The mortgage industry has a language all of its own. One of the many acronyms thrown about is ‘LVR’, which stands for ‘Loan-to-valuation Ratio’. Let me explain…
When you are working out how much you can borrow to purchase a property, the size of deposit you need to save and whether you are eligible for a particular mortgage product, the loan-to-valuation ratio (LVR) is one of the key factors to consider.
To put it simply, the LVR is the percentage of the property’s value, as assessed by the lender, that your loan equates to. So, if the property you want to purchase is valued at $500,000, and you need to borrow $400,000 to pay for it, the loan is 80 per cent of the property value, making your LVR 80 per cent. This is calculated as follows:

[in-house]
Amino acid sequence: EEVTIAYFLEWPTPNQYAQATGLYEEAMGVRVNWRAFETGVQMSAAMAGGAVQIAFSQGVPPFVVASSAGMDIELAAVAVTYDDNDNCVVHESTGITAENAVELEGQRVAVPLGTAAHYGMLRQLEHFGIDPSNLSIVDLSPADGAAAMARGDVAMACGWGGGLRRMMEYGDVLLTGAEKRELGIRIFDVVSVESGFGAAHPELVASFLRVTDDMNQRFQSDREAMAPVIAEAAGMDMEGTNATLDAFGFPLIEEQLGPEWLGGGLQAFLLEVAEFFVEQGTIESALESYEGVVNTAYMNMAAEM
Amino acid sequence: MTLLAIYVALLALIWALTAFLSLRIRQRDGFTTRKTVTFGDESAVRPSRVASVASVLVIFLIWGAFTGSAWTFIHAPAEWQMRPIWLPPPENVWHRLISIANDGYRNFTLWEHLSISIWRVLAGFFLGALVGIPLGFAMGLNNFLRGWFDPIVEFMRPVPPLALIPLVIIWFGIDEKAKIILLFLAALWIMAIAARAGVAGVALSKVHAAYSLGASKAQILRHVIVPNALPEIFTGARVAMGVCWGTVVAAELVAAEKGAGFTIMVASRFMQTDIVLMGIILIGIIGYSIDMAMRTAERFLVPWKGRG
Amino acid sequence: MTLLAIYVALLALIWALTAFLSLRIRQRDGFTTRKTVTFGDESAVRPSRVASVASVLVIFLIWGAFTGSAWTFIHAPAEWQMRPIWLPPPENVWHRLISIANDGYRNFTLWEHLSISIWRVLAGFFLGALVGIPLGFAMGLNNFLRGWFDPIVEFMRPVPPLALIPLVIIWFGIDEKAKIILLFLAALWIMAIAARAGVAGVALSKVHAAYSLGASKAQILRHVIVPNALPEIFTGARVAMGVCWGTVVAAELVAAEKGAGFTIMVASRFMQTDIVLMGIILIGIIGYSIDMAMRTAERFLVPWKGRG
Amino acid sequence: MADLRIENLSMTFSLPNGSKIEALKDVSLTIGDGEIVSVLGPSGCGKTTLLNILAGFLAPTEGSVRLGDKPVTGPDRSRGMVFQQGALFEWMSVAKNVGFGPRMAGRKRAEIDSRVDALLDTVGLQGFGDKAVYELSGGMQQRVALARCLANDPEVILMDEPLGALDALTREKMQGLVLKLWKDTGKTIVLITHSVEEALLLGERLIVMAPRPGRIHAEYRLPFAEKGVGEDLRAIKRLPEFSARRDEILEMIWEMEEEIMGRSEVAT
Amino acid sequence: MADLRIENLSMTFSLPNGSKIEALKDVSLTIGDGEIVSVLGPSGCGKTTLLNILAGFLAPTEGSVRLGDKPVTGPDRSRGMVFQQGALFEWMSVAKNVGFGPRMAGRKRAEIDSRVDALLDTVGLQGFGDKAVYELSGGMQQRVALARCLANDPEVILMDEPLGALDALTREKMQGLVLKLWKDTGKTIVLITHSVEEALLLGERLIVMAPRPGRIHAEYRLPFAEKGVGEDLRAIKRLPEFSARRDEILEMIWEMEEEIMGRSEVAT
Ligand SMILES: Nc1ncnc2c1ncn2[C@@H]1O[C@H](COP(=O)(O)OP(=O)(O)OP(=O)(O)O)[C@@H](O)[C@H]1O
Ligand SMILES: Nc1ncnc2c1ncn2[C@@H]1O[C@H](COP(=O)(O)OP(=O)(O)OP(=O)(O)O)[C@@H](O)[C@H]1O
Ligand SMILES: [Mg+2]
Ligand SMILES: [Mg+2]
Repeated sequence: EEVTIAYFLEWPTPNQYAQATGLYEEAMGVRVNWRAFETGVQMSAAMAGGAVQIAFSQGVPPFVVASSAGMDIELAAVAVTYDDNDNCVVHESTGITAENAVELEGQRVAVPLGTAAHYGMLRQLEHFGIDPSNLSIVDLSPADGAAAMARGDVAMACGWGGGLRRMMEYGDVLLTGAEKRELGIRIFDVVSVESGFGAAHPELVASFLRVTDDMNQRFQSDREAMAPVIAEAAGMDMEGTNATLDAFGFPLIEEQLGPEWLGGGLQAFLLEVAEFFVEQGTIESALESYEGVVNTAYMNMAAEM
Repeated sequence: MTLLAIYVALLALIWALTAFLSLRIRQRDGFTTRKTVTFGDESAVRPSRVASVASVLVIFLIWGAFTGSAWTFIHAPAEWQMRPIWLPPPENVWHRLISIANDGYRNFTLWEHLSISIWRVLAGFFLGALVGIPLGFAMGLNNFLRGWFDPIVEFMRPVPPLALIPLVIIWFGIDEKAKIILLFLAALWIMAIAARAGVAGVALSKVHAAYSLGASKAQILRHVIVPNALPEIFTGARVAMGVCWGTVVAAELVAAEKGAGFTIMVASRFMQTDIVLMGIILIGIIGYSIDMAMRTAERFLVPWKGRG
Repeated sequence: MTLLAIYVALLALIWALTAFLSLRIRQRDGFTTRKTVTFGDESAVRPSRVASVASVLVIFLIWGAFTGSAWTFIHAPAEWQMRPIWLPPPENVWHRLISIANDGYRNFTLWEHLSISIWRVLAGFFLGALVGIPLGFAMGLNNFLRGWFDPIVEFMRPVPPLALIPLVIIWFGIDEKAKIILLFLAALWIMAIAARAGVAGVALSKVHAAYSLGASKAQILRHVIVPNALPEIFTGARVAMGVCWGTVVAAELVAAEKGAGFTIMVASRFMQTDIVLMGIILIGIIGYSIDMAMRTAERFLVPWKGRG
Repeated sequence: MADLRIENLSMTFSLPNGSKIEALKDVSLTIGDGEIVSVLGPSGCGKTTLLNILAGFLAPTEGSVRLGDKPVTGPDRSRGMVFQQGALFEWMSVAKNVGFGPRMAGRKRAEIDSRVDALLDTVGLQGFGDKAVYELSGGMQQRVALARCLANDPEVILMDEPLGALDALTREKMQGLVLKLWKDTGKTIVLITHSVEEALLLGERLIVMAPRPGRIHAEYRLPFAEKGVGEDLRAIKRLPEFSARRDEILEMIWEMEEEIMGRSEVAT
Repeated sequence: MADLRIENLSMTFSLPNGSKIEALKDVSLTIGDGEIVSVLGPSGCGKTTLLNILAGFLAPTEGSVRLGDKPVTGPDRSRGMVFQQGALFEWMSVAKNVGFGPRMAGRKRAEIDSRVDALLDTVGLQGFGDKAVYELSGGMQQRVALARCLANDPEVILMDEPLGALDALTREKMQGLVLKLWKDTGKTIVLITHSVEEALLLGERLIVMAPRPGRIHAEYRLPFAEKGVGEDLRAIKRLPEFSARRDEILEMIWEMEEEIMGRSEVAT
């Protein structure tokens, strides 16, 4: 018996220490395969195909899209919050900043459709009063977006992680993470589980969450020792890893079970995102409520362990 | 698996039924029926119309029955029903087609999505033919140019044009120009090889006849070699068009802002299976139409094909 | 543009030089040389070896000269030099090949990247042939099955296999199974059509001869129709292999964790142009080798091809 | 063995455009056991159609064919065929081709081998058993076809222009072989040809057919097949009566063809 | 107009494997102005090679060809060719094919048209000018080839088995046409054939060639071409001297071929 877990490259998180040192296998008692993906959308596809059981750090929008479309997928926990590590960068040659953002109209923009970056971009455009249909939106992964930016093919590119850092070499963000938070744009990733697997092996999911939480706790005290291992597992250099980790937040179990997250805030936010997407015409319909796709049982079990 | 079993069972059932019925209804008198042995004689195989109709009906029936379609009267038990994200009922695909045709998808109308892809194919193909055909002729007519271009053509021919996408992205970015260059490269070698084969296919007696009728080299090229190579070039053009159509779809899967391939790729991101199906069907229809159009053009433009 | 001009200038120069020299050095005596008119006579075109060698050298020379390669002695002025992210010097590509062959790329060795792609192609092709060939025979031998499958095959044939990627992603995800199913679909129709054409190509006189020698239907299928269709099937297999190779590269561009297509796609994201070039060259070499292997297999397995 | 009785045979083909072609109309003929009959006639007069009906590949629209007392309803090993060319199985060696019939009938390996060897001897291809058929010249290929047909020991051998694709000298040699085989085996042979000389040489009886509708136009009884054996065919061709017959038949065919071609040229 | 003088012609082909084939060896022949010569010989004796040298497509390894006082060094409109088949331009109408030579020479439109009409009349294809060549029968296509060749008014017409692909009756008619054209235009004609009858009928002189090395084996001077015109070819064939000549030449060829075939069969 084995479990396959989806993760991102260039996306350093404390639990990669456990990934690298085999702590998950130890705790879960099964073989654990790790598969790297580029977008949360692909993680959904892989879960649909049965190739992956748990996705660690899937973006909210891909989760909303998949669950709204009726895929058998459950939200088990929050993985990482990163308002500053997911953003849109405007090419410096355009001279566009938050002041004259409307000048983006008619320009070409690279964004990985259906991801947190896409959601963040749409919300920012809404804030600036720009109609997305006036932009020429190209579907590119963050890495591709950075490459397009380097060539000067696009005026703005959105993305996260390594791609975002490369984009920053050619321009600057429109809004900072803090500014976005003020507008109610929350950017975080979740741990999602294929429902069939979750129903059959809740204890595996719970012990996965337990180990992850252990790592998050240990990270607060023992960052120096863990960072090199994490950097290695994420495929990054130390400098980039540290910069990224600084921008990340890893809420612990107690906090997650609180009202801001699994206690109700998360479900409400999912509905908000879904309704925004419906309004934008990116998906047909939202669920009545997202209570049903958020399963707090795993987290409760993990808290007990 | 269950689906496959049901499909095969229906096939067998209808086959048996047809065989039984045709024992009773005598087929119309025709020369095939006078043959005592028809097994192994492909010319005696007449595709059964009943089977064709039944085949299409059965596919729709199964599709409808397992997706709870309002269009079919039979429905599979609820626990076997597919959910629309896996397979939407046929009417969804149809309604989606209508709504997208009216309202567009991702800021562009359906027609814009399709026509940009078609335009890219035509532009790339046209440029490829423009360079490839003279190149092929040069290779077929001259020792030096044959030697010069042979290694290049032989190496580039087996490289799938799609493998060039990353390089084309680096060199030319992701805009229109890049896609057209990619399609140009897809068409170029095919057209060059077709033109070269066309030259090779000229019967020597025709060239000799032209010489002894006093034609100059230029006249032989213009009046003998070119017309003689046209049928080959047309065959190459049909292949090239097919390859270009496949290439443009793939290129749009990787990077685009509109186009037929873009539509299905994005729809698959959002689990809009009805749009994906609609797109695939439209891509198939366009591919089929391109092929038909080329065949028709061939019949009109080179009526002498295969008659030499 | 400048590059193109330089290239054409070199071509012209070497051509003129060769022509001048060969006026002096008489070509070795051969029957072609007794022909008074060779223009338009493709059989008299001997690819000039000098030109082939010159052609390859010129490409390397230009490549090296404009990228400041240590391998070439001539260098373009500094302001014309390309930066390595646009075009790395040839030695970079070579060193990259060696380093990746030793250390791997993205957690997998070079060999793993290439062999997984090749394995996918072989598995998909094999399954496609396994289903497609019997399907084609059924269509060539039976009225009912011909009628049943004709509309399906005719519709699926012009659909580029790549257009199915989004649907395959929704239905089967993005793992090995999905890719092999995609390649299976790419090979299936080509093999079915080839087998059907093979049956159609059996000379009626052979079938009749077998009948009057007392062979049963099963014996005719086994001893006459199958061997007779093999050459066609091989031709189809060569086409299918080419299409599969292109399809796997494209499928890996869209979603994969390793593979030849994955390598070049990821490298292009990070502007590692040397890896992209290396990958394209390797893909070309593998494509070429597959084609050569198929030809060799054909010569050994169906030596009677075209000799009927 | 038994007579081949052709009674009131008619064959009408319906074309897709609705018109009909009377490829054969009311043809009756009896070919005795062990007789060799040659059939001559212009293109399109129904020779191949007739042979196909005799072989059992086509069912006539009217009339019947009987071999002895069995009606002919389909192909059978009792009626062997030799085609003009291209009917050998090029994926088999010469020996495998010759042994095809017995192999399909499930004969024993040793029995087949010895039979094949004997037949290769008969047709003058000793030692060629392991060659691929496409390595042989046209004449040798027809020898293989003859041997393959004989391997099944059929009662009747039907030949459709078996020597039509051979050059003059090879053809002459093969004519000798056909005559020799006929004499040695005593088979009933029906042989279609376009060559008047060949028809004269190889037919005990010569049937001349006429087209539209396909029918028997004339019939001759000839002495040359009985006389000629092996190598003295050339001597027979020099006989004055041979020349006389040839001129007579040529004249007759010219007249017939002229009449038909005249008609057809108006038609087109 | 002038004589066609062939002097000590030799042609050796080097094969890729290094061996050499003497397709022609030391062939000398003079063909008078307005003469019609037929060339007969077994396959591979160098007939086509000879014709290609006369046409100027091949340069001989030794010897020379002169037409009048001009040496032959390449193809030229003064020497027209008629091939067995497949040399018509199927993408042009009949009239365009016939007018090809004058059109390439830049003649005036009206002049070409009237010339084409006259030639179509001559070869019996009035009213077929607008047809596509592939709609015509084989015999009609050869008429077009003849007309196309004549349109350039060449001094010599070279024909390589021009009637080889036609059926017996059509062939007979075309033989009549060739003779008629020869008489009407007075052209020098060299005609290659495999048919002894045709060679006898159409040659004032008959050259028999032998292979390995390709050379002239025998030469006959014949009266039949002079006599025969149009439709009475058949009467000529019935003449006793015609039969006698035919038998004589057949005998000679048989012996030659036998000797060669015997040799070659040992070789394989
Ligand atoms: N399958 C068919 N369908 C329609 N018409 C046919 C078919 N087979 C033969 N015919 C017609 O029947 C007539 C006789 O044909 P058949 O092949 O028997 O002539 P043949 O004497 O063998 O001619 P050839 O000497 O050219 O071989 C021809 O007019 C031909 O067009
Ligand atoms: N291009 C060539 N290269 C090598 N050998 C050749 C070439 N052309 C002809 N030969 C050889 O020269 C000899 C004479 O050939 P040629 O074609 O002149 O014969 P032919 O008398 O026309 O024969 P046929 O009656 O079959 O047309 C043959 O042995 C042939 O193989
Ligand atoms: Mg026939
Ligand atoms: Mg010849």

Loan Amount ($400k) ÷ Property Value ($500k) = (0.80) x 100 = 80%
LVR is important because different lenders and loan types have different maximum LVRs, and some lenders will only lend up to a certain LVR for small properties or properties in certain postcodes.
Most lenders will finance 80% LVR, or higher with lenders’ mortgage insurance (LMI), while alt doc loans may be limited to 60 per cent LVR without LMI.
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